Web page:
• of heat’ (p1100). The latter was the sense in which Darwin used the word. The building of
  • accounts (Down House MS)). When it was completed, Darwin told Turnbull that without Horwoods aid he
  • … ). Even before work on the hothouse started, however, Darwin began making preparations to
  • plants’ (letter to JD. Hooker, 13 January [1863] ). Darwin apparently refers to the catalogues
  • whom he had dealt over many years. In his letter to Hooker, Darwin mentioned that he hoped to be
  • … (letter from JD. Hooker, [15 January 1863] ). Darwin agreed to send Hooker his list of
  • … (letter to JD. Hooker, 30 January [1863] ). Darwin probably gave his list of plants to
  • … [1863] ). On 20 February, the plants from Kew had arrived. Darwin was delighted, telling Hooker: ‘I
  • moss, peat, and charcoal (see the letter from Henrietta Emma Darwin to William Erasmus Darwin, [22
  • … (see letter from JD. Hooker, [6 March 1863] ). Darwin derived enormous pleasure from his
  • … (letter to JD. Hooker, 24[–5] February [1863] ). Darwins aesthetic appreciation of the
  • the tropics. Even before he left on the Beagle  voyage, Darwin used the hothouses in the
  • … (see  Correspondence  vol1, letter to Caroline Darwin, [28 April 1831] ), and when, on the  …
  • old friends again’ ( Correspondence  vol1, letter to Catherine Darwin, MayJune [1832] ). …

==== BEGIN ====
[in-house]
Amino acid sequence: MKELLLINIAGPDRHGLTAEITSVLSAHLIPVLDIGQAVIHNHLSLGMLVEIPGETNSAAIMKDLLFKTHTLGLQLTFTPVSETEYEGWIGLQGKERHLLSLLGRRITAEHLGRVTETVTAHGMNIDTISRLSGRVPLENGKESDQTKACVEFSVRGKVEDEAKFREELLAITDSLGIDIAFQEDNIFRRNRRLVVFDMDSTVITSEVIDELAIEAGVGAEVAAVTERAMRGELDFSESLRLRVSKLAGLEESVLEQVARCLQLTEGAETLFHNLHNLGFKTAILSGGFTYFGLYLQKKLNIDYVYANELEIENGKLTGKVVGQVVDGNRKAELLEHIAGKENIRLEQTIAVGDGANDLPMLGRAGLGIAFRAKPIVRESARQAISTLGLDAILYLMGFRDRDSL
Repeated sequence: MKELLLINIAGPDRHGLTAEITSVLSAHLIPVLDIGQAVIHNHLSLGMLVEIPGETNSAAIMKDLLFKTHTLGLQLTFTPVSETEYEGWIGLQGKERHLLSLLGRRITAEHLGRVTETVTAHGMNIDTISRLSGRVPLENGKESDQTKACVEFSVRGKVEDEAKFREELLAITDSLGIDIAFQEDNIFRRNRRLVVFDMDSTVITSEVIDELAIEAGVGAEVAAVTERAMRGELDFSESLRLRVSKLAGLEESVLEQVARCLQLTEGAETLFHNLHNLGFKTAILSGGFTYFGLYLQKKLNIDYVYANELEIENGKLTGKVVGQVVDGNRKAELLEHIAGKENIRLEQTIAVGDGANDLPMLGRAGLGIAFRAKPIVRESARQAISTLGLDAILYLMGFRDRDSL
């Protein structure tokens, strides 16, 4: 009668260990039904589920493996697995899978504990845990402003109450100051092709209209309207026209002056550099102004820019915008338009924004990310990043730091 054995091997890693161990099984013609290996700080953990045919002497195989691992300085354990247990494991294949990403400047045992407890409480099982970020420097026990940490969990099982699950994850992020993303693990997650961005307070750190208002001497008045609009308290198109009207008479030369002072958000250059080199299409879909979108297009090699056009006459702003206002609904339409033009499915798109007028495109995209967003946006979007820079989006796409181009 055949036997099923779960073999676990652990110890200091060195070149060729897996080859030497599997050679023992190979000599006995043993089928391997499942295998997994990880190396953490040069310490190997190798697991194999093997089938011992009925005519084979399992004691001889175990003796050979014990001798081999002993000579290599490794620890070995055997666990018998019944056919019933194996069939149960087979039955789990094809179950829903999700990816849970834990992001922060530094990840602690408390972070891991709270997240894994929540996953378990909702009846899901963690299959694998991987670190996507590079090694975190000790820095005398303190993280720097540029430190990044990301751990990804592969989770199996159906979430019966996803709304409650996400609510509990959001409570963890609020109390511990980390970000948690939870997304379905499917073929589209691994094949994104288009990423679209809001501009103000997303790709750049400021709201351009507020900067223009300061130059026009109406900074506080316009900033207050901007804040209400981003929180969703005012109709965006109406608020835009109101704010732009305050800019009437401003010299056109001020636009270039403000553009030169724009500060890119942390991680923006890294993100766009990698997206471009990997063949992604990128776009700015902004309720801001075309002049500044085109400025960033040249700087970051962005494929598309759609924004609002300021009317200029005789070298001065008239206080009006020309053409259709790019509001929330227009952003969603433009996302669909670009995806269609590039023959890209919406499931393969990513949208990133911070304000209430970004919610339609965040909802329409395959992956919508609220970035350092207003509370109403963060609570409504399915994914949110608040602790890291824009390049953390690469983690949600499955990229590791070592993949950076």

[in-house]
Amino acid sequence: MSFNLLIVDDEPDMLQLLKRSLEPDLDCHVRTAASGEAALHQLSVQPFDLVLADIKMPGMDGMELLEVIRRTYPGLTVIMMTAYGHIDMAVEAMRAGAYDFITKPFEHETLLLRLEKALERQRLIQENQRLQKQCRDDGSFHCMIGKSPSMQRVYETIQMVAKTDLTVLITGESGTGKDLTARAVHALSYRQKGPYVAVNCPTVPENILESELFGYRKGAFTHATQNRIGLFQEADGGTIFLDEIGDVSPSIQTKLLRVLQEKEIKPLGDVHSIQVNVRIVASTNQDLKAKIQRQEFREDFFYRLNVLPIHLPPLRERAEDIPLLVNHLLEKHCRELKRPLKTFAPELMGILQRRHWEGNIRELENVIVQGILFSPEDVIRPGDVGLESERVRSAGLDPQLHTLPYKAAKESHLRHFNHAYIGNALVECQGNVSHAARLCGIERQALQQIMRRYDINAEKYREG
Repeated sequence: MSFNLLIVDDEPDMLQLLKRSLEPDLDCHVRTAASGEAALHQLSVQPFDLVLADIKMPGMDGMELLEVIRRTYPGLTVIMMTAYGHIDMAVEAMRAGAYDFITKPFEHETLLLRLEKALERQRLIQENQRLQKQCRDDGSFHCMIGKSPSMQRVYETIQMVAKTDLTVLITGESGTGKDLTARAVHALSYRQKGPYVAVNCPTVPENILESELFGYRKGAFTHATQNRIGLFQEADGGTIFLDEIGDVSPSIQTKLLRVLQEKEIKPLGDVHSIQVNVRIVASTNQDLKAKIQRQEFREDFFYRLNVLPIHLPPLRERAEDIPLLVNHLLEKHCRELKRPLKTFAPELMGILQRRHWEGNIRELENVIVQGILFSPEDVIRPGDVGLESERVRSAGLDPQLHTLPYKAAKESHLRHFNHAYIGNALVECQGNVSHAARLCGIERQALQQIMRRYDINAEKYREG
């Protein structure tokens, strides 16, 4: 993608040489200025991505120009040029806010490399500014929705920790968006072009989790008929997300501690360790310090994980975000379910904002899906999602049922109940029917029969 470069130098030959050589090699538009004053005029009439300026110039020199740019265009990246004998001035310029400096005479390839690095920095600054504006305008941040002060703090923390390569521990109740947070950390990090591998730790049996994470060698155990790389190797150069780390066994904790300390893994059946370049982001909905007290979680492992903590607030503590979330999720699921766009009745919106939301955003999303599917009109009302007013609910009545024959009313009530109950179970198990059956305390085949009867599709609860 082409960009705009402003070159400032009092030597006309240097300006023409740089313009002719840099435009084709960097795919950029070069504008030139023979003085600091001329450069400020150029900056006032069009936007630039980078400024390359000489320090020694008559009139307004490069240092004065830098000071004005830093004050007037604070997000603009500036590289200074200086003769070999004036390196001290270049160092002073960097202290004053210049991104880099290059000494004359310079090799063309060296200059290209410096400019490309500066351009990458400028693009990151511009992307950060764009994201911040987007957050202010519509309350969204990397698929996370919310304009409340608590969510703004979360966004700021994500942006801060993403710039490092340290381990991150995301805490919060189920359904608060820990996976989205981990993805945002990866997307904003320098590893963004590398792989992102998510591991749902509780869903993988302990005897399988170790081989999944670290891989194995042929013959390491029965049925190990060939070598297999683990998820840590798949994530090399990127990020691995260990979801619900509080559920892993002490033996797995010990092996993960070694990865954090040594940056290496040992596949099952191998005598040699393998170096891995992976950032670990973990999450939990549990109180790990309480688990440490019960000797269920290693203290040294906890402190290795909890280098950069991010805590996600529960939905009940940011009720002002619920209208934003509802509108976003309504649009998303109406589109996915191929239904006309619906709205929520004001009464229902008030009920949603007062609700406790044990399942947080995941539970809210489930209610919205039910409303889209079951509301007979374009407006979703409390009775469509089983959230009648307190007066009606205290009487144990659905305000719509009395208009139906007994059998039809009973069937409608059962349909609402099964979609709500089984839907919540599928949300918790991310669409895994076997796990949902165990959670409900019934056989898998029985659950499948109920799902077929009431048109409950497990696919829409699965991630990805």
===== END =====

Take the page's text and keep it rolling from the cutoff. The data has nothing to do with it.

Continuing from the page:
• 8 October [1845] ). Having indulged his senses, Darwin soon began the more serious work of
  • department at Kew, had helped select the plants for Darwin). Hooker had also sent seeds, and was

Darwin’s observations on his children

Summary

Charles Darwin’s observations on the development of his children, began the research that culminated in his book The Expression of the emotions in man and animals, published in 1872, and his article ‘A biographical sketch of an infant’, published in Mind…

Matches: 20 hits

  • Charles Darwins observations on the development of his children,[1began the
  • is available below . As with much of his other work, Darwin gathered additional information on the
  • lunatics, the blind, and animals. And as early as 1839 Darwin had begun to collect information on
  • the expression of emotions. As the following transcript of Darwins notes reveals, he closely
  • William Erasmus, the stages of his development suggesting